Times of India, May 2013
A pivotal clinical study of India's first indigenous rotavirus vaccine...
We’ve all heard it: There is no “I” in team. There is no “me” in “we.” Whatever the phrase, we all learned about sharing, the benefits of collective action, and the idea of everyone working toward a common, unified goal. But the more I think about it, the more I think there really is an “I” in team. I mean, after all, who is the “we” behind the newly released mortality figures from UNICEF that show child mortality dropping below 7 million deaths annually? How did “we” do that? And who is this “we”?
It is hard to conceptualize the individual pieces behind a global change. We know it was a communal, group effort, but by whom? What did you do to cause the reduction in child mortality? I, for one, wasn’t in a rural community vaccinating children or ensuring every household had a bed net. For much of my day, I sit at a desk, likely attending meetings, wholly unaware of the weather outside, let alone the activities of saving children’s lives globally.
However, I do feel like I contributed – in my own very small, yet meaningful way. And so did you. We are the “we.” Together, the global “we” achieved a remarkable feat this year in the goal of saving children’s lives. It wasn’t a team of donors or civil society organizations alone. It wasn’t rural clinics or community health workers alone. It was the proverbial team effort.
Donor organizations, multi and bi-laterals, private foundations and globally minded grassroots contributors bring a certain crucial funding, ideas, and incentives to global efforts. Civil society organizations, non-profits, and local organizations in developing countries are critical middle-men (and women), turning funding and technical expertise into programming where it is needed most. Ministries of health and other government entities are fundamental in changing policy and increasing access to health. And vitally, the health teams in countries are the integral key: hospitals, clinics, pharmacies, cadres of traditional birth attendants and community health workers delivering key treatments and services to even the remotest communities.
We must remember, though, that each of those organizations, foundations, hospitals, and cadres are made up of individual people. People each doing their part to contribute to the larger whole: drivers, warehouse managers, pharmacists, finance and contracts officers, program managers, directors, doctors, presidents, ministers… the list could (and does!) go on. The sum of each of those individual “I’s” is the whole of the “we.” There is no such thing as not making a difference or not contributing. Every single individual role is integral to the global effort. When one piece of the team goes missing, the team suffers collectively. The “we” wins together, but also loses together.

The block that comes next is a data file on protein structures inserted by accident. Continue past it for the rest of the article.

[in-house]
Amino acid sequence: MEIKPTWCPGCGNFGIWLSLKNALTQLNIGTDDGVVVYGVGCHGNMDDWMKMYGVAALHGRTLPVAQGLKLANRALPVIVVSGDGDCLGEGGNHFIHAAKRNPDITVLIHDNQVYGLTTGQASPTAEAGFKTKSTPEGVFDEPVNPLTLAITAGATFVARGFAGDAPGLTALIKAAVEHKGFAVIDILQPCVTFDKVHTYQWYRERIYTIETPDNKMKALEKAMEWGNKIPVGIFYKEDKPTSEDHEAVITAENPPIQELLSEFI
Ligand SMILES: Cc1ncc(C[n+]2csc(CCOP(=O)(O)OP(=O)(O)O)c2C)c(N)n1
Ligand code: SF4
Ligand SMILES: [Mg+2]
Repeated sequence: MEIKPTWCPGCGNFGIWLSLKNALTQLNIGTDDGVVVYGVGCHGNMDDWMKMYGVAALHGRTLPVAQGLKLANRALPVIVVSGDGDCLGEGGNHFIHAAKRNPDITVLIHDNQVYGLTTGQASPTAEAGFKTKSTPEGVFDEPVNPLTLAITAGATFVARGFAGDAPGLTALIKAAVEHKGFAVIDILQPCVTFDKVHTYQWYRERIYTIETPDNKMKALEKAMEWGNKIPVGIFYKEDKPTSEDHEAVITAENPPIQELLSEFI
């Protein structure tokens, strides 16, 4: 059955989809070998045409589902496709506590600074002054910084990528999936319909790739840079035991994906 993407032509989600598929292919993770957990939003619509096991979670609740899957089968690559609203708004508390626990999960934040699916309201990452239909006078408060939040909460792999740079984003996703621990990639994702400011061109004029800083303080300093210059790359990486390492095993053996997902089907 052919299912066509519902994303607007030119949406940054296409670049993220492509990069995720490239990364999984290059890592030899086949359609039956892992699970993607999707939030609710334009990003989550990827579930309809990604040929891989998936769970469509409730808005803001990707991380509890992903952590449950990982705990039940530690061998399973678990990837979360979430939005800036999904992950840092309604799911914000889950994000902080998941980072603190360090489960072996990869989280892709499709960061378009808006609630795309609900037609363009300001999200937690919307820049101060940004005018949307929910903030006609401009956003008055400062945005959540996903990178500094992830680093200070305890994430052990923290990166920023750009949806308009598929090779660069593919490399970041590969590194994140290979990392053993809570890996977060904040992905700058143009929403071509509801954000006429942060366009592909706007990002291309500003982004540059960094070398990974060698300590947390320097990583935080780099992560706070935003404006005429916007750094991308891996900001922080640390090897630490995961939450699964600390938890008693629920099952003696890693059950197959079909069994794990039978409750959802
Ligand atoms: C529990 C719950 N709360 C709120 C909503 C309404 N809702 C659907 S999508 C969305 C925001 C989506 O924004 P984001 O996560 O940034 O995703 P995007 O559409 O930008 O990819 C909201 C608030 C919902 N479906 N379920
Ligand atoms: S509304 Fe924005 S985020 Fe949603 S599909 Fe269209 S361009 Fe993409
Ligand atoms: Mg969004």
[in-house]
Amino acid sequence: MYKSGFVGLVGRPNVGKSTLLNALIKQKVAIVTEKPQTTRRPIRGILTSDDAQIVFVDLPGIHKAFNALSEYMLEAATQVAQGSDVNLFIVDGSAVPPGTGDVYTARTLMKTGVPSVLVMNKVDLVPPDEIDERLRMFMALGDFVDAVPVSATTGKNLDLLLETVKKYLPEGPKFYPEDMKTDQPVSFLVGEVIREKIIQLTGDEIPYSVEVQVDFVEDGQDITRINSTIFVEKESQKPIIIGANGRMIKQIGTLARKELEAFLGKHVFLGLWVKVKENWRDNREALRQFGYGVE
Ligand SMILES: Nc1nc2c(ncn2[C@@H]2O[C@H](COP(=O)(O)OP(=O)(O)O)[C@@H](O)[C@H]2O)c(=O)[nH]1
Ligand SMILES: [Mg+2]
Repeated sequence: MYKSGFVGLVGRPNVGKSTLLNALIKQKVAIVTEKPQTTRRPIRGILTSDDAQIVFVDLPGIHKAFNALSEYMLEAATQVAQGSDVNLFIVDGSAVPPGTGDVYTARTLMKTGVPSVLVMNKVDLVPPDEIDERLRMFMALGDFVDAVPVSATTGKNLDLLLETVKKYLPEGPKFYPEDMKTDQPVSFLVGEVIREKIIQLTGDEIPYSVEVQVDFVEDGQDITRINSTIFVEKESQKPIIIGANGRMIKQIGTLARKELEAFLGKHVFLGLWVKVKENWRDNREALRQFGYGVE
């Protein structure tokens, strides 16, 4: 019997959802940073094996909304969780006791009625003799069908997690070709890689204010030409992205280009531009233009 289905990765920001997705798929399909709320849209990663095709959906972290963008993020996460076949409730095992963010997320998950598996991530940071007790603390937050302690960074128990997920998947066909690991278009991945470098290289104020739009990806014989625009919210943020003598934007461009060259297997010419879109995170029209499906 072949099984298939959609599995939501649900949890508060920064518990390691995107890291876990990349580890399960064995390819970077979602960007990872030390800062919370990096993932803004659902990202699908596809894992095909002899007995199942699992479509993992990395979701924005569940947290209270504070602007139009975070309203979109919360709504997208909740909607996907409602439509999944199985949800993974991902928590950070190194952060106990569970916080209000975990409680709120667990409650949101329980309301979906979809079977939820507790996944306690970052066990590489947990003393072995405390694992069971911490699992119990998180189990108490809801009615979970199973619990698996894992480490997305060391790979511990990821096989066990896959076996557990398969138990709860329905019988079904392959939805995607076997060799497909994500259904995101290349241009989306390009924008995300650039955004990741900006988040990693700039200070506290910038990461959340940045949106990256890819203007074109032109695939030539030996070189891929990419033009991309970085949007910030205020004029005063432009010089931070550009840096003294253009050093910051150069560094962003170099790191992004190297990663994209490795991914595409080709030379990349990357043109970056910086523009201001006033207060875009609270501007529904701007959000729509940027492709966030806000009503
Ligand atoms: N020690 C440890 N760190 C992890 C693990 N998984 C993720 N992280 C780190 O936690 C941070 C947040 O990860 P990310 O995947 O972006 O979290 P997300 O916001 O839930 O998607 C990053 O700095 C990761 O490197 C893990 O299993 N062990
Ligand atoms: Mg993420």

Today, on Global Handwashing Day, remember your part in the global effort. A global reduction in child mortality is not achieved by a single person on a single day; rather, the collective actions of all those people, on consecutive days, weeks, months, years, (decades, even!) are what really create the change. “The power of We” is an amalgamation of all those “I’s” out there, doing our part to ensure that health is a reality for everyone in our world.
We are in this game together – it is us versus diarrhea, pneumonia, malaria, malnutrition, measles – and so many other killers of children. Remember the commitment we made during the Call to Action and the Promise Renewed? Now is the time to make good on your piece of the promise. Together, our collective “we” will beat these formidable foes, but we must remain a committed community, at every level, to truly harness the “power of we.”
For more information:
-- Celebrate Global Handwashing Day and Blog Action Day! Follow the conversation on Twitter at #Iwashmyhands and #BAD12.
-- Clean hands save lives. Spread the word by writing a poo haiku!
-- Photos: Children are the best champions. Learn how they are spreading the word about hygiene in their communities.
Photo credit: PATH